MRes student Cara Wadsworth recently returned from London, having secured a travel grant from Edge Hill Nineteen to explore the British Library’s collection of conduct books from the nineteenth century.
Cara’s thesis explores how the female body, despite being restricted in many ways, could also be a means for Victorian mothers to resist some of the era’s more prescriptive ideals of motherhood, femininity and domesticity.
For Cara, the opening line of the anonymous pocket-book A Manual of Etiquette for Ladies; or, True Principles of Politeness epitomises the pressure on Victorian women to conform to the nineteenth-century ideal.
It states that ‘etiquette is the rule of conduct which is recognised by polite society, and to which all who desire to be admitted into fashionable circles must submit’.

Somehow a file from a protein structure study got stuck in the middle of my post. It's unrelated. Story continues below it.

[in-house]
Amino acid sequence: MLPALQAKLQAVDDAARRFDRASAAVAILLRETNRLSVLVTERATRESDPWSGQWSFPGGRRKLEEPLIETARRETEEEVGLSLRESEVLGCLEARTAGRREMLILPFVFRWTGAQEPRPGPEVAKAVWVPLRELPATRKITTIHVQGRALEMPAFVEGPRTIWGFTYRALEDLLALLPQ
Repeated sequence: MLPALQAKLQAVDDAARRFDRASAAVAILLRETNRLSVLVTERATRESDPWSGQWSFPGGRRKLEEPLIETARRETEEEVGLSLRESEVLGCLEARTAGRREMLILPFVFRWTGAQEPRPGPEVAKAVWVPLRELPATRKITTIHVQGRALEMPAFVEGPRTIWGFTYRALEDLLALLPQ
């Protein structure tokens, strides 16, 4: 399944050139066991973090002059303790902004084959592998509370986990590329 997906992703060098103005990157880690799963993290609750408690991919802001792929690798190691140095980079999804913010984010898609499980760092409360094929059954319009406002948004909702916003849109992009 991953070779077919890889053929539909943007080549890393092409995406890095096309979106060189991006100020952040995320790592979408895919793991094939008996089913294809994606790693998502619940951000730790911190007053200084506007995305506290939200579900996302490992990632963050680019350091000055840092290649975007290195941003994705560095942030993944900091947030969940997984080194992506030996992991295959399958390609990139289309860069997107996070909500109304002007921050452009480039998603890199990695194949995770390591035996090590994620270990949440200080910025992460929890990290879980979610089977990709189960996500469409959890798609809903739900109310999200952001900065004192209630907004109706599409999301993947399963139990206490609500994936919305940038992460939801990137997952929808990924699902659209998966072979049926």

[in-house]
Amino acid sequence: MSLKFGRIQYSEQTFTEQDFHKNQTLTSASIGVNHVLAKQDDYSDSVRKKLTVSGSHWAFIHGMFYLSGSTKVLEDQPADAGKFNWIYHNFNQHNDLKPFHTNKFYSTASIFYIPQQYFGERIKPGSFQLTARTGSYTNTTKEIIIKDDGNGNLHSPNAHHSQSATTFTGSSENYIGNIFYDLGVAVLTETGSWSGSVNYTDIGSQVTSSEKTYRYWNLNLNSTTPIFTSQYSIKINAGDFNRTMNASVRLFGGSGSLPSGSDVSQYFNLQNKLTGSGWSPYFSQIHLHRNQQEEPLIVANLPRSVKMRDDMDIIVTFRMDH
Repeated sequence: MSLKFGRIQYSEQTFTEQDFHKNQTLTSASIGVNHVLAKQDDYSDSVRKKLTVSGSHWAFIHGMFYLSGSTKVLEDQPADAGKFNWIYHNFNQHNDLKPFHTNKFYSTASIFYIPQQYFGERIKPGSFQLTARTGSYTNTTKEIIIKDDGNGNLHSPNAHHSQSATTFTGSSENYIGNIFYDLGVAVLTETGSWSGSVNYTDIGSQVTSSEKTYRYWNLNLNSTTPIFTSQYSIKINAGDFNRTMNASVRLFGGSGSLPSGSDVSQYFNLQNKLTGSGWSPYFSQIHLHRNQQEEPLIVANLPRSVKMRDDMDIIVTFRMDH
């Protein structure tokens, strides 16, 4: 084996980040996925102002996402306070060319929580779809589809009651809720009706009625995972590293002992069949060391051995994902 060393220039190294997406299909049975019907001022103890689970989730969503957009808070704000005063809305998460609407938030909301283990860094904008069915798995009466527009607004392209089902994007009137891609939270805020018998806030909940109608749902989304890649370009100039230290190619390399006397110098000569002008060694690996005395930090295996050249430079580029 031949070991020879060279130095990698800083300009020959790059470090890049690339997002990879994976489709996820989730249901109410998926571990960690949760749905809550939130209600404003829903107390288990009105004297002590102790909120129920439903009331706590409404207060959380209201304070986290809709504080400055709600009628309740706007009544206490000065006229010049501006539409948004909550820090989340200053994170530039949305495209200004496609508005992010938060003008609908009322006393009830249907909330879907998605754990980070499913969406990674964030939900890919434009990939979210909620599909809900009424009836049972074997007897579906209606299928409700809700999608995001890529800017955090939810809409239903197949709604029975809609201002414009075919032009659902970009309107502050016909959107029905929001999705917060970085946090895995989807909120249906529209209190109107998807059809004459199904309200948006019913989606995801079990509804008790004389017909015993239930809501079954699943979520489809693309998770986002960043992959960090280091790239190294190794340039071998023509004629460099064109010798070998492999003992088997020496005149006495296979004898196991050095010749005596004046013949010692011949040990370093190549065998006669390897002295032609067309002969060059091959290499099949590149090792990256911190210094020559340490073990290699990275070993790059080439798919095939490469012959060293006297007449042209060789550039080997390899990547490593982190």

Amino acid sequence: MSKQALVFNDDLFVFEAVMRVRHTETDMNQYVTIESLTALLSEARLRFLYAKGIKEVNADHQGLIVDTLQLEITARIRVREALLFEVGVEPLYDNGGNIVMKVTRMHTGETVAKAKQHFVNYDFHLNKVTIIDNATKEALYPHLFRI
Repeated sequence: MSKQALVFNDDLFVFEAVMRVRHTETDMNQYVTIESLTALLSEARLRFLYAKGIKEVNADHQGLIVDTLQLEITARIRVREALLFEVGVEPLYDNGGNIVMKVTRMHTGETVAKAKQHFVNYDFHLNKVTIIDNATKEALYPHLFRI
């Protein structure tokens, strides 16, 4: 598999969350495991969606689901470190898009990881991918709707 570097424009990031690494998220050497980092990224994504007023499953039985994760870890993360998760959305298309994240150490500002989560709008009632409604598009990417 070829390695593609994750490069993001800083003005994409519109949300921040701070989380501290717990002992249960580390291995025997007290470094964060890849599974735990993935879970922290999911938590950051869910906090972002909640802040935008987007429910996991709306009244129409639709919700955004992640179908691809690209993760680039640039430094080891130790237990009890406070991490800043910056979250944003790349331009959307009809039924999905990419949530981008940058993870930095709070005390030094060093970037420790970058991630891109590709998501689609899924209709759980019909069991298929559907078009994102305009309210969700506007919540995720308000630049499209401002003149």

“Studying Victorian conduct books and their influence was vitally important to my work as it allowed me to understand the expectations placed on young women and therefore how feminist writers were circumventing or challenging those expectations.
As a postgraduate student, the grant was an opportunity to enhance my development as a researcher. I was able to independently analyse each text, extracting quotations to support my thesis. Some books even had hand-written annotations from women and girls who had read them over the years, and those insights would not have been available from online text editions.
I’ve learned how to plan and manage a research trip to ensure I get the most out of my time in the archives, and I’ve even navigated the Byzantine process of getting a British Library Reader Pass! Edge Hill University offered a fantastic opportunity to gain archival experience which will be a valuable addition to my CV and professional profile.”
Cara Wadsworth is currently completing her MRes in English and is working on her first scholarly article for publication.